In order to avoid erroneous braking responses when vehicle drivers are faced with a stressful setting, a K-order propagation number algorithm–Feature selection–Classification System (KFCS) is developed in this paper to detect emergency braking intentions in simulated driving scenarios using electroencephalography (EEG) signals. Two approaches are employed in KFCS to extract EEG features and to improve classification performance: the K-Order Propagation Number Algorithm is the former, calculating the node importance from the perspective of brain networks as a novel approach; the latter uses a set of feature extraction algorithms to adjust the thresholds. Working with the data collected from seven subjects, the highest classification accuracy of a single trial can reach over 90%, with an overall accuracy of 83%. Furthermore, this paper attempts to investigate the mechanisms of brain activeness under two scenarios by using a topography technique at the sensor-data level. The results suggest that the active regions at two states is different, which leaves further exploration for future investigations. Full article
(This article belongs to the Special Issue Quantitative EEG and Cognitive Neuroscience)
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23 pages, 4053 KiB  
Article
Duplicate Detection of Spike Events: A Relevant Problem in Human Single-Unit Recordings
by Gert Dehnen, Marcel S. Kehl, Alana Darcher, Tamara T. Müller, Jakob H. Macke, Valeri Borger, Rainer Surges and Florian Mormann
Brain Sci. 2021, 11(6), 761; https://doi.org/10.3390/brainsci11060761 - 8 Jun 2021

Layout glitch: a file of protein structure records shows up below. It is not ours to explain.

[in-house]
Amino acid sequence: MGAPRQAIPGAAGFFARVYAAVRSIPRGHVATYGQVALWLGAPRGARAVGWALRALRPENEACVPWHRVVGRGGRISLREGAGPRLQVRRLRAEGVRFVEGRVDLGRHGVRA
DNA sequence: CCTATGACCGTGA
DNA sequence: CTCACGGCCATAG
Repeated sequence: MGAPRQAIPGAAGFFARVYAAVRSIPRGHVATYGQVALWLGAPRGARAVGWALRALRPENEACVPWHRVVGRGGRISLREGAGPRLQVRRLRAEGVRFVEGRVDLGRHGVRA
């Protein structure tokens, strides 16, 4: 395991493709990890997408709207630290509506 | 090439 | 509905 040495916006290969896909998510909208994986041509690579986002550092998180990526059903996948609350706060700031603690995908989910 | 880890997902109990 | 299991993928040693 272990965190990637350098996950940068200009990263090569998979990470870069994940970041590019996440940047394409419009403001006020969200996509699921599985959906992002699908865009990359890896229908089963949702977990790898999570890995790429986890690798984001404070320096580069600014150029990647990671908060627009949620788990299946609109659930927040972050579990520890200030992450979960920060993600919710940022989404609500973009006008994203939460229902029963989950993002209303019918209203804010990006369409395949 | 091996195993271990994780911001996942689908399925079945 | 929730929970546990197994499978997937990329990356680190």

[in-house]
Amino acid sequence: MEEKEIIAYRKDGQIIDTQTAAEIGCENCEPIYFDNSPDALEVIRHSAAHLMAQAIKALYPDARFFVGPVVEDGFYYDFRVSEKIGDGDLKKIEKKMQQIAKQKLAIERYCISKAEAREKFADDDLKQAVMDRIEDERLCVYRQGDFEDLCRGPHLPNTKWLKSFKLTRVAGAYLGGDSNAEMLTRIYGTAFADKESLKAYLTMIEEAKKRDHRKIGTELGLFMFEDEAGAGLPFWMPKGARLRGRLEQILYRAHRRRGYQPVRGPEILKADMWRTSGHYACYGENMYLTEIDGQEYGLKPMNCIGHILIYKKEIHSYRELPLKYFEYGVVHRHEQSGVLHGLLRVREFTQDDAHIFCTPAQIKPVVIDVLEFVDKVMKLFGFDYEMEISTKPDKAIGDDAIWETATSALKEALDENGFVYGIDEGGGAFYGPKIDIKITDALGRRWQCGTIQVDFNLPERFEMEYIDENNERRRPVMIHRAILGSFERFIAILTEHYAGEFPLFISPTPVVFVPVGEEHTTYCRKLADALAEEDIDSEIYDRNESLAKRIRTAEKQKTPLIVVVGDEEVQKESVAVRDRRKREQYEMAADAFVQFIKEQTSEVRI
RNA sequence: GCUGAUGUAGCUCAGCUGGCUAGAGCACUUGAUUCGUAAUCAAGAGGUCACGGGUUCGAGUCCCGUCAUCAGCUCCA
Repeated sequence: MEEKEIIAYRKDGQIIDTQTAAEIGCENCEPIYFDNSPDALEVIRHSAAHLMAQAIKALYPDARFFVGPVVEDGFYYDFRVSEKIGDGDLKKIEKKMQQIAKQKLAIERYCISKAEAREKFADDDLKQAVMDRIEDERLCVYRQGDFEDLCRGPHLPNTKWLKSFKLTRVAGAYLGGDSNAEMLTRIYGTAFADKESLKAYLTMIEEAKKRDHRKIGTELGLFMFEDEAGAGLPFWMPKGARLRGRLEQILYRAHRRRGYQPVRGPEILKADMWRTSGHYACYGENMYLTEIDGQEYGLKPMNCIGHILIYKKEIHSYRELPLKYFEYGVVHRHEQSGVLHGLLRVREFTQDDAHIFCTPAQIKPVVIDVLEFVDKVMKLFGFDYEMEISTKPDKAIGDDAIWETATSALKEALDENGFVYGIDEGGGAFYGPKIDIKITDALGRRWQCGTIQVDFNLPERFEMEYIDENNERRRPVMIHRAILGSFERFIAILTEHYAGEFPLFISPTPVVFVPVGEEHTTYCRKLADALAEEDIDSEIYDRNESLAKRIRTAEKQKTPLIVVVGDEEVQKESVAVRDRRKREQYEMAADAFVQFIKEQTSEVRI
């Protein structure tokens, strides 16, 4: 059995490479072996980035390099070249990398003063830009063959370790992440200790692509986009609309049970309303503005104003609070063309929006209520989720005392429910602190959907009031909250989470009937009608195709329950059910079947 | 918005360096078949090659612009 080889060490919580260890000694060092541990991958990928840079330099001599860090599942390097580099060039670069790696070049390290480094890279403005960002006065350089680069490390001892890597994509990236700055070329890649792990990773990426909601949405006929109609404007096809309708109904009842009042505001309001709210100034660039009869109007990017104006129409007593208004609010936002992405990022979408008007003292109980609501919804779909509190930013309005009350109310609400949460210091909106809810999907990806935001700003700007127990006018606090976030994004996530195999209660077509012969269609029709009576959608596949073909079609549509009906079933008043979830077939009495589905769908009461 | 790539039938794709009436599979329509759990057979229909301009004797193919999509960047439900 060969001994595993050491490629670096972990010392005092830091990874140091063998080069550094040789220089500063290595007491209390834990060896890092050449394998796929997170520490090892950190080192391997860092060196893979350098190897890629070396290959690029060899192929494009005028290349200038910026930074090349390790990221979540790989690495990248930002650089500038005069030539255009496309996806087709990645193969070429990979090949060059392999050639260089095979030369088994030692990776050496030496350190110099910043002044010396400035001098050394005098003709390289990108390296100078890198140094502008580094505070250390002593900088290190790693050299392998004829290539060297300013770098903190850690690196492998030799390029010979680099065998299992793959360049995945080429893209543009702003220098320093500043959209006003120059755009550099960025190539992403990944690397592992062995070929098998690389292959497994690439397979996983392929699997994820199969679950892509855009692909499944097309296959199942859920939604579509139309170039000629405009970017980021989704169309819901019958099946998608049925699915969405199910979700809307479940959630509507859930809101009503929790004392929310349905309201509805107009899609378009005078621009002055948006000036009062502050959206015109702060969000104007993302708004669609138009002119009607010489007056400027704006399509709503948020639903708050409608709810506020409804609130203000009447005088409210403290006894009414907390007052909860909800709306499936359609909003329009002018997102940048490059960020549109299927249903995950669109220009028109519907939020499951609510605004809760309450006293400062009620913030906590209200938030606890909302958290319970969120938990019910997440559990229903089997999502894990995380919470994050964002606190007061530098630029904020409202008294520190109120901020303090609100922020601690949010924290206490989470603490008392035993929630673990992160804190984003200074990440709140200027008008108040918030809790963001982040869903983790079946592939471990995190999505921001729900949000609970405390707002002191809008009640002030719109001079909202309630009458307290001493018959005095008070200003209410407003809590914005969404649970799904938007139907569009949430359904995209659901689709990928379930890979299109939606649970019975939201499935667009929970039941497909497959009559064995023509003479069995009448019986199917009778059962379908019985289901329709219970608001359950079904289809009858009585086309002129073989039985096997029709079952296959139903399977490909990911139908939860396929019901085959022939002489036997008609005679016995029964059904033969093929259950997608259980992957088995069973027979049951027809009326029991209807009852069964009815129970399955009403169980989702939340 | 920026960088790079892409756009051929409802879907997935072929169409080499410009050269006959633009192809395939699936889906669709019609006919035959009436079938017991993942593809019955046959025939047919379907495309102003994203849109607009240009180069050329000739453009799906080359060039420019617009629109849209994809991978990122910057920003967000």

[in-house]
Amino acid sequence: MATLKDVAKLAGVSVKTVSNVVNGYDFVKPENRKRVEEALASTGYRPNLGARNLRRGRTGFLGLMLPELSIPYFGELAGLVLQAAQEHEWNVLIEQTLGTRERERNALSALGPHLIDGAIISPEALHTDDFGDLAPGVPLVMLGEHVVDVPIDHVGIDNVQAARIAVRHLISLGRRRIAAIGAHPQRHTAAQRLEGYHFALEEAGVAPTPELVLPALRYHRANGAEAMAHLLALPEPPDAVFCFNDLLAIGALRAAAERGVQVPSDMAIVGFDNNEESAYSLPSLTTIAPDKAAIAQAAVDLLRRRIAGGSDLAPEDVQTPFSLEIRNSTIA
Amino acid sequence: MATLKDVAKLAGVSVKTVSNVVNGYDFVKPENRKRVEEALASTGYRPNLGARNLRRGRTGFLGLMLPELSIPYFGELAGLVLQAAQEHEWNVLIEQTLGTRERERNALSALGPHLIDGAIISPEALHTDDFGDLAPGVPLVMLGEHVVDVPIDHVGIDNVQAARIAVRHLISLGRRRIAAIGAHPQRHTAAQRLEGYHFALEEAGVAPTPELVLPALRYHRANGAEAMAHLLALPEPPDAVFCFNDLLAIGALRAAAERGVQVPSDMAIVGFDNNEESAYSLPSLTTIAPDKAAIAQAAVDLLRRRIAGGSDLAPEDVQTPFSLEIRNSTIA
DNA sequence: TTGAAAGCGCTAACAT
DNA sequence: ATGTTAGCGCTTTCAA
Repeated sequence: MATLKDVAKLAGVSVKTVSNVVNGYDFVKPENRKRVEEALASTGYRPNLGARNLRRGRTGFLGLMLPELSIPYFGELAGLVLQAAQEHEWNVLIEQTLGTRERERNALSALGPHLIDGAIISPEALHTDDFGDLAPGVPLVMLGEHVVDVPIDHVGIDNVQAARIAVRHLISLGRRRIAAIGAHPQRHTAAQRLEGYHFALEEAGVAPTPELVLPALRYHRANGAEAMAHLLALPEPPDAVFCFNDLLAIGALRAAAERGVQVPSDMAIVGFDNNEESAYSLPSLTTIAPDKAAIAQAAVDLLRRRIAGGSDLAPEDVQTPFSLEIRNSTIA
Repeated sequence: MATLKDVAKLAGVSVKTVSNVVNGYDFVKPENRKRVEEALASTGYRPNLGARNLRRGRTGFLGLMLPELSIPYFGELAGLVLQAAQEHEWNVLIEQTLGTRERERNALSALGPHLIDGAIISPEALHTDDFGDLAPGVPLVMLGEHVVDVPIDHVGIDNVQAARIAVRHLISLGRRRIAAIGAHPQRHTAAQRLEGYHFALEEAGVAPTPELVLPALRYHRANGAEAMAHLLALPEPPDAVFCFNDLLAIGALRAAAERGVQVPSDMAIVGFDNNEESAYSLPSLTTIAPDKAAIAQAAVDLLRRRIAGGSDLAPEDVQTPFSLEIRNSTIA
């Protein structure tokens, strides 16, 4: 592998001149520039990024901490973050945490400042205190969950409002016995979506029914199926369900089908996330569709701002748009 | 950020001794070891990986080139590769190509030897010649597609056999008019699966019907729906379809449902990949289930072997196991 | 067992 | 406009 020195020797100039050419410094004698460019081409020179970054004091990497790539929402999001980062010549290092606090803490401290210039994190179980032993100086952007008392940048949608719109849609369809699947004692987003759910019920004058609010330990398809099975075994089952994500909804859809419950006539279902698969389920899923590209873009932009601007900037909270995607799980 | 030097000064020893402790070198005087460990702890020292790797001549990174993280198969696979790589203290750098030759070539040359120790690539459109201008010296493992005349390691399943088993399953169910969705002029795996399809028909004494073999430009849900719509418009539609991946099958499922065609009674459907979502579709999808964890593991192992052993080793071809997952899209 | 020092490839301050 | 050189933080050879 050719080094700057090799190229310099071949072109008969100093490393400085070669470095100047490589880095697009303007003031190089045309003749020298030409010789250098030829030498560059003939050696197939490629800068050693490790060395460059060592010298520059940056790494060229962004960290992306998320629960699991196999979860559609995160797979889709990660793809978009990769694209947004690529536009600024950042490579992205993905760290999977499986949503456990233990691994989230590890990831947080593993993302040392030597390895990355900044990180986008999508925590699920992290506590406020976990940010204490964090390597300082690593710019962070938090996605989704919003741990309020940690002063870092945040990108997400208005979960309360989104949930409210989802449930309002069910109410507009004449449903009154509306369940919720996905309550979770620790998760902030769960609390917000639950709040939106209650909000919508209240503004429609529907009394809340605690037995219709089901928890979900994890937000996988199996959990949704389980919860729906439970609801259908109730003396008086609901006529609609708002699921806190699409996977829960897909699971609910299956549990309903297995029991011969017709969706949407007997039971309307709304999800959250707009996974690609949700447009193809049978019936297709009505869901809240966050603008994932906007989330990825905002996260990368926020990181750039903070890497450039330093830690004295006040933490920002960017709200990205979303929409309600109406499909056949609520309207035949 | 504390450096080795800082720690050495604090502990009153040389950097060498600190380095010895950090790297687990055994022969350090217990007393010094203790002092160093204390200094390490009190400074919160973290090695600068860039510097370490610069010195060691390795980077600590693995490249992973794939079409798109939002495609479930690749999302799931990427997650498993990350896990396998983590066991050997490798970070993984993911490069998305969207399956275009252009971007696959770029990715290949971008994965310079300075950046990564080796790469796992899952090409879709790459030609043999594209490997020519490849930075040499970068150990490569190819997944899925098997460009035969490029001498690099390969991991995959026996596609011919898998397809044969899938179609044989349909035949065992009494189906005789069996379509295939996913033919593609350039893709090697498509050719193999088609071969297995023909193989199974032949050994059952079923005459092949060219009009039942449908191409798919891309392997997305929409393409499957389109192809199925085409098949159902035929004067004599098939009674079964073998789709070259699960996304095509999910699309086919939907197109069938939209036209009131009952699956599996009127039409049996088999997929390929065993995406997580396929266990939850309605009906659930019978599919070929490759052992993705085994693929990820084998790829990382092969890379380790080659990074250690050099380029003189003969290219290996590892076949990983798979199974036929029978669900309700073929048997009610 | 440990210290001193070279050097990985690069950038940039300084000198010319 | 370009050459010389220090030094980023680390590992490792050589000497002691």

Cited by 4 | Viewed by 3458
Abstract
Single-unit recordings in the brain of behaving human subjects provide a unique opportunity to advance our understanding of neural mechanisms of cognition. These recordings are exclusively performed in medical centers during diagnostic or therapeutic procedures. The presence of medical instruments along with other [...] Read more.
Single-unit recordings in the brain of behaving human subjects provide a unique opportunity to advance our understanding of neural mechanisms of cognition. These recordings are exclusively performed in medical centers during diagnostic or therapeutic procedures. The presence of medical instruments along with other aspects of the hospital environment limit the control of electrical noise compared to animal laboratory environments. Here, we highlight the problem of an increased occurrence of simultaneous spike events on different recording channels in human single-unit recordings. Most of these simultaneous events were detected in clusters previously labeled as artifacts and showed similar waveforms. These events may result from common external noise sources or from different micro-electrodes recording activity from the same neuron. To address the problem of duplicate recorded events, we introduce an open-source algorithm to identify these artificial spike events based on their synchronicity and waveform similarity. Applying our method to a comprehensive dataset of human single-unit recordings, we demonstrate that our algorithm can substantially increase the data quality of these recordings. Given our findings, we argue that future studies of single-unit activity recorded under noisy conditions should employ algorithms of this kind to improve data quality. Full article
(This article belongs to the Special Issue Quantitative EEG and Cognitive Neuroscience)
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17 pages, 2793 KiB  
Article
Cognitive Effects of Montelukast: A Pharmaco-EEG Study
by Fabian Schwimmbeck, Wolfgang Staffen, Christopher Höhn, Fabio Rossini, Nora Renz, Markus Lobendanz, Peter Reichenpfader, Bernhard Iglseder, Ludwig Aigner, Eugen Trinka and Yvonne Höller
Brain Sci. 2021, 11(5), 547; https://doi.org/10.3390/brainsci11050547 - 27 Apr 2021